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In fairness to processors, there is ample evidence to suggest that no
amount of washing will rid all pathogens from produce. The reason is that
the contamination may occur not on the plant, but in it. Exposure to
Salmonella, E. coli or other microorganisms at key stages of the growing
process may allow them to be introduced into the plant's vascular system.
There is technology available today that could both inhibit
microorganisms' ability to grow within plant cells and block the synthesis
of the bacterial toxins.
But don't expect your favourite organic producer to embrace this
triple-threat technology, even if it would keep his customers from getting
sick. Why? The technology in question is gene-splicing (also known as
"genetic modification", or GM) - an advance the organic lobby has repeatedly
vilified and rejected.
In the wake of the recent tomato contamination, will the organic lobby
rethink its opposition to biotechnology?
However, some produce, including tomatoes and lettuce, can draw
bacteria into interior tissue if they are cut or damaged. If that
happens, washing won't remove the contamination.
More research is needed to determine if Salmonella can travel from the
roots to the fruit or if contaminated seeds can affect subsequent
generations of tomato plants
Salmonella and other pathogens are killed at 145 degrees, said Britt
Burton-Freeman, Ph.D., at the National Center for Food Safety & Technology
of the Illinois Institute of Technology. Since tomato products are heat
processed at temperatures well above that, consumers can feel assured about continuing to use them.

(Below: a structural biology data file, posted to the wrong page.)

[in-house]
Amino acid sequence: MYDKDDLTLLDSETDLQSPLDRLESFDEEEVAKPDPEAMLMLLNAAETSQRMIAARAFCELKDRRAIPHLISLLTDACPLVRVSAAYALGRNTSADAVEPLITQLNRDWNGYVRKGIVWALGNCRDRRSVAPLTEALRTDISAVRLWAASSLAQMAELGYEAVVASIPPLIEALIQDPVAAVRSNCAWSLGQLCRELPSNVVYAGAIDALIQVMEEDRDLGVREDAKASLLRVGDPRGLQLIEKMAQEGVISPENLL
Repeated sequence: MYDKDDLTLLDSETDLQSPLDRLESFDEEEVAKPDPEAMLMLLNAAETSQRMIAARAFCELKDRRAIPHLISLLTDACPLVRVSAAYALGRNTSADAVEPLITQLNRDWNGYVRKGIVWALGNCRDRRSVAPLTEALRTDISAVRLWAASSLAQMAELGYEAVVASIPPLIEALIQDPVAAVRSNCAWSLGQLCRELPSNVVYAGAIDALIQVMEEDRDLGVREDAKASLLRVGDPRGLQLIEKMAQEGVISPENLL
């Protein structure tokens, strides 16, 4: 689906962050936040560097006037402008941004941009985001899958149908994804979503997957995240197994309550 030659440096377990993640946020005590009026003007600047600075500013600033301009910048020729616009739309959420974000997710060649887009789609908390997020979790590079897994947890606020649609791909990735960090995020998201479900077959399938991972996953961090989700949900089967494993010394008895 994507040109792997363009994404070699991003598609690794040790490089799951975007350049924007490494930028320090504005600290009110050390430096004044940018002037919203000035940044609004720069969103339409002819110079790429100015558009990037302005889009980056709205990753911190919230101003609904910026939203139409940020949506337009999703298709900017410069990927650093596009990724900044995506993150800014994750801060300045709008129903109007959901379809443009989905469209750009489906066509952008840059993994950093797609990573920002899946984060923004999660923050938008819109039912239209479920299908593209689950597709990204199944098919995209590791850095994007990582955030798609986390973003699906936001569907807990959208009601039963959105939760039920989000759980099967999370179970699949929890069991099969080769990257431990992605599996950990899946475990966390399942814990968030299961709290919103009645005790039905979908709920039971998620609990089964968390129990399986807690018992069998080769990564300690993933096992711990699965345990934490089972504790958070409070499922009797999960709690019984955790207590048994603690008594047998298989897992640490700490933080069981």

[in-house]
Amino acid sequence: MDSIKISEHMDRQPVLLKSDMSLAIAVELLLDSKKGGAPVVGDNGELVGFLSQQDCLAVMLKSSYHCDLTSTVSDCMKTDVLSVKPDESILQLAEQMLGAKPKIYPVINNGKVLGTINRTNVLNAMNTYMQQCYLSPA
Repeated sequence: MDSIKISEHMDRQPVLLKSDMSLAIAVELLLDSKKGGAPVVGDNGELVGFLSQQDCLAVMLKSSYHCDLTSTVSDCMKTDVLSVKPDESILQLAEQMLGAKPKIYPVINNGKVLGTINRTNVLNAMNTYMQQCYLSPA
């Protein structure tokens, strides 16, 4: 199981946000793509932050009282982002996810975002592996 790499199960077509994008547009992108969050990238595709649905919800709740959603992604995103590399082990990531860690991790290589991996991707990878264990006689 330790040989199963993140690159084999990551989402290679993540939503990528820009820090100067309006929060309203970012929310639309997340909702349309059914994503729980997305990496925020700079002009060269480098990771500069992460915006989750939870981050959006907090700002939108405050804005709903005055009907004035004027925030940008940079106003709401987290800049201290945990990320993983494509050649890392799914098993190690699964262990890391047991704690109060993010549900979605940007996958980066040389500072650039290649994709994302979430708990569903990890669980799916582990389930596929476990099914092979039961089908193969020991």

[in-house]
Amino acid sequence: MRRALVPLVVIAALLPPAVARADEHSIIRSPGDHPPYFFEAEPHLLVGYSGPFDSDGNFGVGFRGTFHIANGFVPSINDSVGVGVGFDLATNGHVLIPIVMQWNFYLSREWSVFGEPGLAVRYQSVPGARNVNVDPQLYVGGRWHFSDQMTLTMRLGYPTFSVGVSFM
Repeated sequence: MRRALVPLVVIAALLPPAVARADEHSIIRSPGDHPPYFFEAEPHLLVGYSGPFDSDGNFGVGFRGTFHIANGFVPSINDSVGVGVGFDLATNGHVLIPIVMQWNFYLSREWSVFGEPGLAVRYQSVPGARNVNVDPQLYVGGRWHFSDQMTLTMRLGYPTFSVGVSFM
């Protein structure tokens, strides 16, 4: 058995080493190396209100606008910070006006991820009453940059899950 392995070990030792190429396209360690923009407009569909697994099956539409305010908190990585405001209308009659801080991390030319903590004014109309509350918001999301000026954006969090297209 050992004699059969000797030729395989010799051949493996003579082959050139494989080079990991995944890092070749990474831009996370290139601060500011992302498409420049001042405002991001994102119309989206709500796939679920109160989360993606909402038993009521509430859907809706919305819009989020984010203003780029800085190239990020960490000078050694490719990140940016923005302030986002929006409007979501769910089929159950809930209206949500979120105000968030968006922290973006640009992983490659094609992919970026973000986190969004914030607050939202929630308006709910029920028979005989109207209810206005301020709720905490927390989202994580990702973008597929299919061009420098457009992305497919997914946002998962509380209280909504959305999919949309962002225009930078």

The FDA says that raw red plum, red Roma and round red tomatoes
shouldn't be handled or eaten at all. Neither washing nor cooking the
produce will eliminate the bacteria, the agency said on its Web site.
The FDA recommended that consumers limit their tomato consumption to
those that aren't the likely source of illnesses, such as cherry tomatoes,
grape tomatoes and those sold with the vine still attached.
In March of 1999, FDA initiated a 1000 sample survey focused on high volume imported fresh produce. Broccoli, cantaloupe, celery, cilantro, culantro, loose-leaf lettuce, parsley, scallions (green onions), strawberries and tomatoes were collected and analyzed for Salmonella, and E. coli O157:H7. All commodities except for cilantro, culantro, lettuce and strawberries were analyzed for Shigella. Twenty-one countries were represented in the collection and sampling of fresh produce.
Based on farm investigations and other information, a failure to follow GAPs and GMPs was often associated with the findings of pathogen contamination. In particular, inadequate manure management and lack of appropriate field and transport sanitation practices was most frequently associated with overall contamination. Specific problems included fields that were open to domestic animals and were fertilized by untreated animal manure, equipment and tools not being sanitized, unsanitary harvesting and/or packing equipment (e.g., woven plastic bags to collect culantro after harvest) and packing practices, and unsanitary methods of transportation (e.g., trucks washed with non-chlorinated water and/or cleaned infrequently). And in at least one instance, a firm placed on DWPE could not provide documentation to certify the cleanliness of the water used for irrigation and fertilization.
Of the 21 firms placed on DWPE, 14 firms were based in Mexico, one (1) firm in Canada, three (3) firms in Costa Rica, one (1) firm in Guatemala, one (1) firm in Chile and one (1) firm in Trinidad & Tobago. Firms from Mexico made a substantial effort to be removed from DWPE. At the completion of this assignment, nine (9) of the 14 firms based in Mexico, or 64.3%, successfully identified and corrected all identifiable sources of potential contamination and were subsequently removed from DWPE.